Ahmedabad, Jan 12: Gujarat Chief Minister Vijay Rupani on Friday said that the controversial film Padmaavat will not be released in the state on January 25. Gujarat became the second state to ban the film after the Rajasthan government led by chief minister Vasundhara Raje Scindia. The latest move comes after many groups including Rajput Karni Sena objected to the film. The tensions over the film escalated on Friday when Karni Sena activists led a protest in Mumbai.Also Read - Karnataka, Himachal, Telangana: When Will Schools Reopen in These States? Check Latest Updates Here

The protesters said changing the name of the film from ‘Padmavati’ to Padmavat was not enough. “The police are detaining us without any reason. We are not here for any type of rebellious activity, we just wanted to talk to the CBFC and tell them that Padmavat film violates the Indian history and request them to not release it,”ANI quoted by Prakash Singh Parmar as saying. Parmar added the CBFC should refrain from activities which may hurt the sentiments. Also Read - Gujarat College Students Develop Motorbike That Runs on Both Petrol & Electricity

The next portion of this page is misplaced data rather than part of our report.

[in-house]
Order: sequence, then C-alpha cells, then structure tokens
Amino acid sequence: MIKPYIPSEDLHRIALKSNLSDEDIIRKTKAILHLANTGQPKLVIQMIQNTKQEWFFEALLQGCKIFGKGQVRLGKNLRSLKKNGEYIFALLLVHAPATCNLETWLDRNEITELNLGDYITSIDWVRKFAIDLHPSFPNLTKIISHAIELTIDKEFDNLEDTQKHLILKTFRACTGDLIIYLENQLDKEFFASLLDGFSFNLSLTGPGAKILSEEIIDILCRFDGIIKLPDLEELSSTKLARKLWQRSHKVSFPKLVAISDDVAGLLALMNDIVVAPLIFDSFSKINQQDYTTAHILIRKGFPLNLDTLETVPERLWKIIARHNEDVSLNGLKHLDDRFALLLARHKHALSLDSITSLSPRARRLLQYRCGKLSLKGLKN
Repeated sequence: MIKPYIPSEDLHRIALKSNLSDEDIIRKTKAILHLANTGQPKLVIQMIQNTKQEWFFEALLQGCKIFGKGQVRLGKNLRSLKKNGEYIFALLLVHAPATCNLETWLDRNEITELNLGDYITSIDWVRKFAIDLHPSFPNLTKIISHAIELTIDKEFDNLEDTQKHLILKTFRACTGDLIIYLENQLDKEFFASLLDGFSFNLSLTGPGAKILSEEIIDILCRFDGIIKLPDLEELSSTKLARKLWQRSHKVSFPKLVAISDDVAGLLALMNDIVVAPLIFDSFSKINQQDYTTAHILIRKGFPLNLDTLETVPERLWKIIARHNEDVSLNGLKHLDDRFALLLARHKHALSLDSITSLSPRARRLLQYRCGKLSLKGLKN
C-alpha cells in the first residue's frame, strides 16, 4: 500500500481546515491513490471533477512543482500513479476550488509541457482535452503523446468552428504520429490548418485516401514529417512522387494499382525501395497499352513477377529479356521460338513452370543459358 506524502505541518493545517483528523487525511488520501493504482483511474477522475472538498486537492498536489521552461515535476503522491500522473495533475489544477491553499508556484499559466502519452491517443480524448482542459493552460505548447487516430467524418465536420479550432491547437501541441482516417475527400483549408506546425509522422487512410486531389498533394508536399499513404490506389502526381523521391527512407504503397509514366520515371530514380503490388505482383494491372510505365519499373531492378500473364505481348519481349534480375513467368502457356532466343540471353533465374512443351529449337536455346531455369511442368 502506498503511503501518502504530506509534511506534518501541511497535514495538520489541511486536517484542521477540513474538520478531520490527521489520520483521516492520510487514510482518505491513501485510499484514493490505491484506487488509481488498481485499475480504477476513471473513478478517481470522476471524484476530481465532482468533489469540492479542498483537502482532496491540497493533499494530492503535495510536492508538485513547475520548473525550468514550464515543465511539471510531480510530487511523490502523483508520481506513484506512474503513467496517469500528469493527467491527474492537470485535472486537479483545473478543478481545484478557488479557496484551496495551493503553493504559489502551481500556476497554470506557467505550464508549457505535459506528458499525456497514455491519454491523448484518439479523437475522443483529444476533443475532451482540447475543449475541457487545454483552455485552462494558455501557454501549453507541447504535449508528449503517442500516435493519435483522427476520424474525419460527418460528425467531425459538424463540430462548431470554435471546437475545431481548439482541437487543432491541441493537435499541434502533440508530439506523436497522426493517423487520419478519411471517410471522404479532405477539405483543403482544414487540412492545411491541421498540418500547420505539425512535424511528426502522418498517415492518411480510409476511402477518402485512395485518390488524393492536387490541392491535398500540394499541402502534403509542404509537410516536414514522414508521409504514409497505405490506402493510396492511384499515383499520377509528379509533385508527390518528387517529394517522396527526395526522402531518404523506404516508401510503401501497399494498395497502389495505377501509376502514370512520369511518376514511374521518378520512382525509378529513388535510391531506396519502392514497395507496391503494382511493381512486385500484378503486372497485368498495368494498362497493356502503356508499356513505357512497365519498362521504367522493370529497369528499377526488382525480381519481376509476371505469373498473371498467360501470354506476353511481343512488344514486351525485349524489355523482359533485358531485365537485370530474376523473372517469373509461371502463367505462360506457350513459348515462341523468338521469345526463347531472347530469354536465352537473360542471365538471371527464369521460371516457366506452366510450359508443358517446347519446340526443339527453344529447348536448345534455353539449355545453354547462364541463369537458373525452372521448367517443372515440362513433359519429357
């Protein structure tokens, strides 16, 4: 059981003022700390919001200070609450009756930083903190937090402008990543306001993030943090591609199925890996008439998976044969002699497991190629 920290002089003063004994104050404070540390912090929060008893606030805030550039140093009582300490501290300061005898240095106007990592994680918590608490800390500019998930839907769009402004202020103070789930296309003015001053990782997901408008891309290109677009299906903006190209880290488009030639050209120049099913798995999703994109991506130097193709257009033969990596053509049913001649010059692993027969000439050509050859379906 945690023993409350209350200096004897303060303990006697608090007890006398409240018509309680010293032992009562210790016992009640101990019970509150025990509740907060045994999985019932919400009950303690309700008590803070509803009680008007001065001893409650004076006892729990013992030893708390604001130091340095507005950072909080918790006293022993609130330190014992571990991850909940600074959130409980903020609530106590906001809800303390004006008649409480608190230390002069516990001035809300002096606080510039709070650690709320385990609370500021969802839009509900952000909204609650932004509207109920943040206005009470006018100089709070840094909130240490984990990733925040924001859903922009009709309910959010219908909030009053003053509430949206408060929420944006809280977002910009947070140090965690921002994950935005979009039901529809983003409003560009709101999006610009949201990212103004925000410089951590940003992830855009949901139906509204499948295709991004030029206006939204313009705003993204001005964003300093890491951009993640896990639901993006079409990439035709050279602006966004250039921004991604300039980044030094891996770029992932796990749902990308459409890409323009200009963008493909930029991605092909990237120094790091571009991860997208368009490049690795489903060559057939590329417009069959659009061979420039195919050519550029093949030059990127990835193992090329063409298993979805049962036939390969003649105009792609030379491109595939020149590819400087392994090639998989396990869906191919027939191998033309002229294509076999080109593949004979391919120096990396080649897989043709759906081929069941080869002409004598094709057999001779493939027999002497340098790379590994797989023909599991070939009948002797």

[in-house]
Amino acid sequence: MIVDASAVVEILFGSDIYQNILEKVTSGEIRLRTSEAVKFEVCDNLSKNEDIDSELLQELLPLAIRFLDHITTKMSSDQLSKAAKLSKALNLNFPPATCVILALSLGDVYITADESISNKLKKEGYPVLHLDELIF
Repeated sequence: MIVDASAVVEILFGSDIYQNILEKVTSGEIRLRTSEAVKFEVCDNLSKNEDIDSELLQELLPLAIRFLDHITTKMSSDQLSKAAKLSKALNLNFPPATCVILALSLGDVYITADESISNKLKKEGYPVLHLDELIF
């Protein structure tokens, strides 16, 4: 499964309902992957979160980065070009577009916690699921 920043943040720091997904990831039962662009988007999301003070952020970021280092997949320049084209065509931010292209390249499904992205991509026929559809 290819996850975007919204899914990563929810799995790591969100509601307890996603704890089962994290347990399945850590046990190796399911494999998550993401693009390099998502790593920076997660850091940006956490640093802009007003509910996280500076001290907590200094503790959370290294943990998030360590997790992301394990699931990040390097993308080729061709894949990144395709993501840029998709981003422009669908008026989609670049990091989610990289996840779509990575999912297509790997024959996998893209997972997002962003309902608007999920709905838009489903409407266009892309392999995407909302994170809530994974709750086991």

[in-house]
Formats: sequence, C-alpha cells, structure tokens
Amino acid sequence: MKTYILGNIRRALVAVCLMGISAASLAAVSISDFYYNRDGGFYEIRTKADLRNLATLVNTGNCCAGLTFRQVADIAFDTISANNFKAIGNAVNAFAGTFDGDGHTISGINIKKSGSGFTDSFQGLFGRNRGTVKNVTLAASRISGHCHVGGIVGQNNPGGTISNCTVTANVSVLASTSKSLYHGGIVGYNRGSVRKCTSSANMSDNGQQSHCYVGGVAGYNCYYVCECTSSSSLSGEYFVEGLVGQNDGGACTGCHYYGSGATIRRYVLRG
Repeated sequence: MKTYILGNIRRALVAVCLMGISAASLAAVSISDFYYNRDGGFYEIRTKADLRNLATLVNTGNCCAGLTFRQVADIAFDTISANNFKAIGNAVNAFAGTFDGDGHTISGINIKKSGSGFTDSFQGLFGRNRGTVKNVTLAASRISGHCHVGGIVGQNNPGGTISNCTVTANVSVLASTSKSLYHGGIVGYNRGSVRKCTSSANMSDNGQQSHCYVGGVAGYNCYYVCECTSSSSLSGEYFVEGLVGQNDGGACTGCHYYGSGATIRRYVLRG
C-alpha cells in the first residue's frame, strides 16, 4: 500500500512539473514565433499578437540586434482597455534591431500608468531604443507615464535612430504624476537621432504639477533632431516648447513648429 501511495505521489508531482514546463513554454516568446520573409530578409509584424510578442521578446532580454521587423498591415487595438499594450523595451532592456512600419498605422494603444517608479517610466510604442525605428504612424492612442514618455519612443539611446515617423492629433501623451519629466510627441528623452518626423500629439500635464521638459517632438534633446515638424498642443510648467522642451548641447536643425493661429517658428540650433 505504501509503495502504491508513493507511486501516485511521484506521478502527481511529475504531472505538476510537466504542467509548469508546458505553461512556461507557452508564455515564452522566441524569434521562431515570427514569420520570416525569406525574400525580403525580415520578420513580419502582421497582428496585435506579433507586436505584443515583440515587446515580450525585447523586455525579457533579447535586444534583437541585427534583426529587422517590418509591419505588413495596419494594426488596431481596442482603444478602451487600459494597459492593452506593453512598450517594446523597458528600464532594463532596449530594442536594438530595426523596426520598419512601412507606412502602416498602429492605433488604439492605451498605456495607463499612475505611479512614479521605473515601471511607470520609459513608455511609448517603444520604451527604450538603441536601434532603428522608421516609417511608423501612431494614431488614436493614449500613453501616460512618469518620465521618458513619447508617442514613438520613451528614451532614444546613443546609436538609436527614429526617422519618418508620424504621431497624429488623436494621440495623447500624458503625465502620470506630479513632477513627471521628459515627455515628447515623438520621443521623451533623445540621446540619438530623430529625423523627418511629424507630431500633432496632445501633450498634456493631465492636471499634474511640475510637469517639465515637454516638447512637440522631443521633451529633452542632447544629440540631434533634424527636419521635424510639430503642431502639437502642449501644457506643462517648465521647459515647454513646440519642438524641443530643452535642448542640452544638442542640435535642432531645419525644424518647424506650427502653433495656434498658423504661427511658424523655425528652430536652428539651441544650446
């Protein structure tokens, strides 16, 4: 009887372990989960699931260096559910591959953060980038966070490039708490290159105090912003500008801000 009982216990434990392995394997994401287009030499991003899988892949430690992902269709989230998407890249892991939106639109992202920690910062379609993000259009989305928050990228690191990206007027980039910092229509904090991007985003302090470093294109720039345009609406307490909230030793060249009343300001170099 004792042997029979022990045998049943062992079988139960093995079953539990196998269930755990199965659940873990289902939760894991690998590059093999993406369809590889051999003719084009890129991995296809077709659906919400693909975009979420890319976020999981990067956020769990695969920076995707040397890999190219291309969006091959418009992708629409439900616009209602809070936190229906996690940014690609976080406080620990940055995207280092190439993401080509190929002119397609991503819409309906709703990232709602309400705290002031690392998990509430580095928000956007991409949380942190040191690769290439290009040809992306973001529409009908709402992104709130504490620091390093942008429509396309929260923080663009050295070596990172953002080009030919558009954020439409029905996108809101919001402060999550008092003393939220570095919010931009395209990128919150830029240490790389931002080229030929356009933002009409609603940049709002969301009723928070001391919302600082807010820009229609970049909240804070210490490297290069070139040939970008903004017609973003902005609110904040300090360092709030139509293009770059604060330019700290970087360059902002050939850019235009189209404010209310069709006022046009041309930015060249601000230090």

“Therefore, we all came here to have a discussion but they have detained us. They have changed the name of the film but that does not change anything,” Parmar stated. Also Read - PM Modi To Inaugurate Multiple Railway Projects, New Attractions at Ahmedabad Science City Today

On December 30, the Central Board of Film Certification (CBFC) allowed the producers to release the film after asking them to change the title to ‘Padmavat’ instead of ‘Padmavati’. The Board has also suggested modifications in the disclaimer of the film, making it clear that it did not glorify the practice of ‘sati’ and relevant changes in one of the song.

Queen Padmini is considered by Rajputs as a symbol of the community’s tradition of putting honour above everything else. Her role is played by Deepika Padukone.

However, some historians doubt the existence of the queen and say she is a fictional character first portrayed in a 16th-century poem as having committed jauhar, the medieval practice in which female royals walked into funeral fires to embrace death over the dishonour of being taken captive.